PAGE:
The Black Shuck is a large spectral dog in British folklore, especially in Norfolk, Suffolk, Essex and Devon—in areas steeped in supernatural and witchcraft lore. Sightings of Black Shuck continue in contemporary times. His appearance is often taken to be a DEATH OMEN.
The origins of Black Shuck, including his name, are uncertain. The spectral dog may have entered Britain from Norse mythology brought by early Viking invaders, who told stories about the black war hound of Odin (Woden). Or, the dog may have sprung from the early days of smuggling in Britain. Stories about a fearsome spectral dog roaming coastal areas at night certainly could have inspired people to stay indoors while smugglers went about their business.
The name Black Shuck may have come from a local word, “shucky,” meaning “shaggy.” Some believe that Black Shuck’s name derives from an Anglo-Saxon term scucca or sceocca, meaning “Demon” or “Satan.” Other names are Old Shuck, the Galleytrot, the Shug Monkey, the Hateful Thing, the Churchyard Beast or Hellbeast, Swooning Shadow and the Black Dog of Torrington.
Black Shuck is described as an all-black creature about the size of a calf. He has large eyes that glow yellow, red or green as if on fire. Sometimes he is one-eyed like a cyclops. Often, he is headless, yet his eyes—where eyes should be—glow in the dark. He may wear a collar of chains that rattle as he moves.
Black Shuck roams coastlines and also haunts graveyards, lonely country roads, misty marshes, or the hills around villages. In certain areas, he frequents old straight roads or trackways said to be leys, lines of invisible earth energy known to ancient peoples who used them to site villages and sacred places.
On stormy nights, Black Shuck’s bone-chilling howls can be heard rising above the wind. His feet make no sounds and leave no prints, but travelers feel his icy breath upon their necks. To meet or see Black Shuck means death or misfortune within a year. In Suffolk, however, it is believed that Black Shuck is harmless as long as he is not bothered. In parts of Devon, it is bad luck to even speak of the Black Dog.
People who travel in the countryside at night say they see his dark form leaping across the road in front of them or racing along lonely country roads. One case reported in 1972 involved an officer with Her Majesty’s Coastguard who spotted a black dog on Yarmouth beach in East Anglia. Graham Grant was on duty at the coastguard headquarters on Gorleston South Pier on April 19. At dawn he was scanning the coastline with binoculars when he saw a “large black hound-type animal” running up and down the beach as though it were looking for someone. He did not notice anything unusual about its appearance. He watched it for about two minutes, and then the dog just faded away from his vision. Grant thought perhaps it had fallen into a hole, but the beach had been bulldozed the day before and was fl at and smooth. The animal did not reappear over the next hour that Grant continued to observe the beach.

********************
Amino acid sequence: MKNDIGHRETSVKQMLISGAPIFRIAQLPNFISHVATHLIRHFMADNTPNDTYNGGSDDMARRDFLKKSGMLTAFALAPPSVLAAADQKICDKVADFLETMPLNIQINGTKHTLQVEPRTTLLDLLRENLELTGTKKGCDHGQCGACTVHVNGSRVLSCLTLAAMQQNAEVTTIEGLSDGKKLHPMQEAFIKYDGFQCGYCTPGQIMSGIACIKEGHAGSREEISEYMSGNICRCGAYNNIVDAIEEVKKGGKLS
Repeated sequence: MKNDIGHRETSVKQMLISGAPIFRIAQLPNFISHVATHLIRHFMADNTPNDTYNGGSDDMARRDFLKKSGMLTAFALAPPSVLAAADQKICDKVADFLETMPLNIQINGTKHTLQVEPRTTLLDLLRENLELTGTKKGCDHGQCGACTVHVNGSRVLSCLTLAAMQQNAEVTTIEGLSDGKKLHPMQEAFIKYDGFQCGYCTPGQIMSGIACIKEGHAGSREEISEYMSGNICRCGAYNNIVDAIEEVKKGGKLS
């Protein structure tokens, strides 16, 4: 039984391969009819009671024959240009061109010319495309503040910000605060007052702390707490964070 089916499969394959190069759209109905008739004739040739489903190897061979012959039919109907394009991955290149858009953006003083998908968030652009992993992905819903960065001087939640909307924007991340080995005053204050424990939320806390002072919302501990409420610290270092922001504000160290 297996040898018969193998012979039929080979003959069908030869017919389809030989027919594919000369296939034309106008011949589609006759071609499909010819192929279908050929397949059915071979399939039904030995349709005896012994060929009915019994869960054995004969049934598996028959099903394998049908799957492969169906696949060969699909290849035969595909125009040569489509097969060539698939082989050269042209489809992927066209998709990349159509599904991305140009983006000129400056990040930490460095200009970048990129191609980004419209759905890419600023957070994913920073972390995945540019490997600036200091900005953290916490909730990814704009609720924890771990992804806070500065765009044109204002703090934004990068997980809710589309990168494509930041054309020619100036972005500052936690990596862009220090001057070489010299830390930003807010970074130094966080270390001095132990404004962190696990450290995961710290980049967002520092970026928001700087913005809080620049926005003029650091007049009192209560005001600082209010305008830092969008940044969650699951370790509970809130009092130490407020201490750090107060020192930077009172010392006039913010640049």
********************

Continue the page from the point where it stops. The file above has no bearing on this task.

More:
Grant was not familiar with the legend of Black Shuck. He told another staffer, Harold Cox, about the dog on the beach. Cox told him about the legend, warning him about the misfortune that is supposed to befall as a result of a sighting. Grant was not concerned.
But about 10 weeks later, during the last week in June 1972, Cox, who was in his mid-50s, collapsed and died of a heart attack while sitting in the same chair from which he had recounted the Black Shuck story to Grant. And in February 1973, Grant’s father died of heart failure in his home in Yorkshire. Interestingly, the area where Grant saw the dog has been linked to Black Shuck for many years. The spectral dog especially haunts a road that was an old trackway from Gorleston to Great Yarmouth.
Both the legends of Black Shuck and the Whisht Hounds are said to have inspired Sir Arthur Conan Doyle in his writing of The Hound of the Baskervilles. Spectral black dogs in general haunt numerous locales and play a role in many haunting legends. They also are associated with the Devil, who is said to often assume the shape of a black dog, and with witches. See SNARLY YOW.
FURTHER READING :
- Bunn, Ivan. “Old Shuck at Great Yarmouth.” The Ghost Club Newsletter (Spring 1998): pp. 8–10.
- Canning, John, ed. 50 Great Ghost Stories. New York: Bonanza Books, 1988.
- Folklore, Myths and Legends of Britain. London: Reader’s Digest Assoc., 1977.
- Hole, Christina. Haunted England. London: B. T. Batsford Ltd., 1940.